Derek Grzelewski is one of New Zealand Geographic’s most prolific writers. With stories on trout and salmon in his back catalogue, and living as he does on the banks of the mighty Clutha River in Albert Town, it’s no surprise that he has written a book about the piscatorial life.
Trout Diaries draws on Grzelewski’s experiences (usually with dog in tow) over one calendar year starting in October, the first month of the fishing season in most places.
Grzelewski’s book is no how-to or where-to guide in fact, he keeps the location of one River X secret but rather chronicles his evolution as a fly fisher. The writing is incisive and full of anecdotes, like riding shotgun with him as he scours the land for new waters and experiences. It is set largely in the South Island (with a couple of forays to the North Island thrown in), a backdrop that many consider to be an angler’s nirvana.
Trying to make a living from something you love sounds ideal, yet many anglers-turnedtrout guides have killed their passion by making that very choice. Grzelewski tried it himself for a few seasons, before realising that his clients fished for different reasons.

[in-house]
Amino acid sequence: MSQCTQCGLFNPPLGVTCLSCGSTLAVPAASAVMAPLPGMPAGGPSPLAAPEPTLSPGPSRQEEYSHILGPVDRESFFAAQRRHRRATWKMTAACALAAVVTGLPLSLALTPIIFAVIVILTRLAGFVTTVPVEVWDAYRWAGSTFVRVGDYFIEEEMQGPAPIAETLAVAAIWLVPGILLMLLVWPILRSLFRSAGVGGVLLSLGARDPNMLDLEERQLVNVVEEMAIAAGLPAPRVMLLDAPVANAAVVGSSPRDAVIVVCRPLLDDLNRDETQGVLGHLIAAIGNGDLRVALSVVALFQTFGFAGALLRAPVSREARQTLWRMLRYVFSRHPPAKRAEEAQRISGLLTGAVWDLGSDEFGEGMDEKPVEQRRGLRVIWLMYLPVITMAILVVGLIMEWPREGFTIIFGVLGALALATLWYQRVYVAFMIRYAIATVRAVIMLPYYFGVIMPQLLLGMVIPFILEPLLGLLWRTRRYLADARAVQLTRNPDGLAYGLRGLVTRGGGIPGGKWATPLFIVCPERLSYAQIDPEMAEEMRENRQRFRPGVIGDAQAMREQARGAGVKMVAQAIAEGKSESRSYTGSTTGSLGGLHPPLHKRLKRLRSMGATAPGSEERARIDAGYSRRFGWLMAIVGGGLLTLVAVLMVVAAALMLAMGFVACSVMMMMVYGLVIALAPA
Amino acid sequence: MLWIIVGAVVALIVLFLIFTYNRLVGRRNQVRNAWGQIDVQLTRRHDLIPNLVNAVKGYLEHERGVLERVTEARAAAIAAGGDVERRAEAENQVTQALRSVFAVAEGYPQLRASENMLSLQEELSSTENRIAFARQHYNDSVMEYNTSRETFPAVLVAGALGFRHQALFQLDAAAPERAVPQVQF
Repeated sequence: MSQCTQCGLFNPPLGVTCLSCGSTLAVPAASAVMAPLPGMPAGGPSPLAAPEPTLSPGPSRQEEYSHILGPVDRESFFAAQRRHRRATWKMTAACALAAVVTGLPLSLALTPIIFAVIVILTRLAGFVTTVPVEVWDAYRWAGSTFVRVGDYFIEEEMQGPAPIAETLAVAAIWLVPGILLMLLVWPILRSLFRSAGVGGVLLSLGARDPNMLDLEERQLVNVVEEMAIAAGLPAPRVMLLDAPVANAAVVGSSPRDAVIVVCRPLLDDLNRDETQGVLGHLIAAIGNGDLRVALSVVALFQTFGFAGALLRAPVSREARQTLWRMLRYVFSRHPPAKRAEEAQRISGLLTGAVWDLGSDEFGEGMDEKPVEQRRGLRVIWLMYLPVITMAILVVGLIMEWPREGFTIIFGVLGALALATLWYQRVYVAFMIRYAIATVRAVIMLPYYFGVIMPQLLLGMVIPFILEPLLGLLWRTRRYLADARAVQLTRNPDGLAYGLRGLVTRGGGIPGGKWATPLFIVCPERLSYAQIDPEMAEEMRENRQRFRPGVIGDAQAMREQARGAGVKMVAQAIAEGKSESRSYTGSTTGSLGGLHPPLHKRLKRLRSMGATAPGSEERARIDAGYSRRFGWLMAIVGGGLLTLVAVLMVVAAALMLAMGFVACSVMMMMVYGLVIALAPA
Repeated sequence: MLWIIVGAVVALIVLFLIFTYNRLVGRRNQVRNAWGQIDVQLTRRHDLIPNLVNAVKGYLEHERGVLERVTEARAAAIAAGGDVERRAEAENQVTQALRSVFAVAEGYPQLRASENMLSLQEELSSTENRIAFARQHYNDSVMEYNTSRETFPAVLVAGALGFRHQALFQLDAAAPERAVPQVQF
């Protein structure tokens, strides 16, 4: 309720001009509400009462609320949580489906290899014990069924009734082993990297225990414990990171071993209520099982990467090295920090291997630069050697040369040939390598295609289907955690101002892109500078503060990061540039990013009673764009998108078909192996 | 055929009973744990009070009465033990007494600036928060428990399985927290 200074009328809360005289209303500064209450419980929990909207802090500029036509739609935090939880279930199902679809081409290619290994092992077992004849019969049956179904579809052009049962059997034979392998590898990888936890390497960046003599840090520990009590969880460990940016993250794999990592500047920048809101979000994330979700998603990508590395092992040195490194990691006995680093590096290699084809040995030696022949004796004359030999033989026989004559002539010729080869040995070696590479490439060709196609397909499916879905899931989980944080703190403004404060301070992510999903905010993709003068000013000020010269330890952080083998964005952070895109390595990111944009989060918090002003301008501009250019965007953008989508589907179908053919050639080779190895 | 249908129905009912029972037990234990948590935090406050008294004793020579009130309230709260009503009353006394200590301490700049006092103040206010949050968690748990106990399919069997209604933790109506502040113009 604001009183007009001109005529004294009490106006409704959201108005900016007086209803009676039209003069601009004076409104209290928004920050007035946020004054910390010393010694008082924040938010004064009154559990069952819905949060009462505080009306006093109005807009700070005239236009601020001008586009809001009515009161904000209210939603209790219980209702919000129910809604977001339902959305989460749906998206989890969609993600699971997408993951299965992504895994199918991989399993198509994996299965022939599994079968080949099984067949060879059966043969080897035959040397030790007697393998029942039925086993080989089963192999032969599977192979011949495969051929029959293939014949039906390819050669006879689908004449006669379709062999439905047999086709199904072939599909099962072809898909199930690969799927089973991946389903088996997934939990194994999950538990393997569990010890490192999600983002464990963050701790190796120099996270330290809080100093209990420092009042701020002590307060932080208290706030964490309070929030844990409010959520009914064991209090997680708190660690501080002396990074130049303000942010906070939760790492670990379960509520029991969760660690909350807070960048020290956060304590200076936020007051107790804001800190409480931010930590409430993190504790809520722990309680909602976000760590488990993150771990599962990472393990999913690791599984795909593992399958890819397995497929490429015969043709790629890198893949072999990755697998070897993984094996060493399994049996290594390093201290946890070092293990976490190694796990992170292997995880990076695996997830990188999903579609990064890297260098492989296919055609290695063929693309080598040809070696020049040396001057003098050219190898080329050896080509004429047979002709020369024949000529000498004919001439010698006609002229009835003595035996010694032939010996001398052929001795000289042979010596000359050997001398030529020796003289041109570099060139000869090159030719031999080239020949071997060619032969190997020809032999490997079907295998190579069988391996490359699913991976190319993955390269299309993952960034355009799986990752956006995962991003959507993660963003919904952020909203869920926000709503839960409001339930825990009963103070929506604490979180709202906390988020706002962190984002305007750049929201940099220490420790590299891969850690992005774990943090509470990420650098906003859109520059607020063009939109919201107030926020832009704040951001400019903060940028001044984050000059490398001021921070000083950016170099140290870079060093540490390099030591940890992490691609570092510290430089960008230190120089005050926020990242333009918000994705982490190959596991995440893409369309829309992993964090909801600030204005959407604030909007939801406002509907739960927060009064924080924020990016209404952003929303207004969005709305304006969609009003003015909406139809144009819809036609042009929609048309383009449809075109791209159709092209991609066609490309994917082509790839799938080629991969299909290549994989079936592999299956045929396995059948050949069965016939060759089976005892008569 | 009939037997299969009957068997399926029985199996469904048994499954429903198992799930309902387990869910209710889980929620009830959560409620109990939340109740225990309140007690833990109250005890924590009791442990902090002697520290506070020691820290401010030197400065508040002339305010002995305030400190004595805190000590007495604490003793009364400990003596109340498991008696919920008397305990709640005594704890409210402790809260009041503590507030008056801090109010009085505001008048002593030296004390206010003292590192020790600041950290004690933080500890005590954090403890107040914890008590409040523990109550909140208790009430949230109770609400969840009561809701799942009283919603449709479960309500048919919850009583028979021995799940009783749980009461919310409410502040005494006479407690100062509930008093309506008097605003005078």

“They seemed to have lost their footing on Earth and gone adrift in a dreamland of sound bites, digitised reality and instant gratification,” he writes.
Quite different, then, from Grzelewski who, when camped near Lake Moeraki with his dog, read Nature as Teacher by Viktor Schauberger, the Austrian master forester who could stare at flowing water for hours without becoming bored. Schauberger was a pioneer of vortex mechanics but also something of an iconoclast who believed that water was “a living thing, the blood of the Earth”. He designed successful log flumes in the 1920s but swung from derision.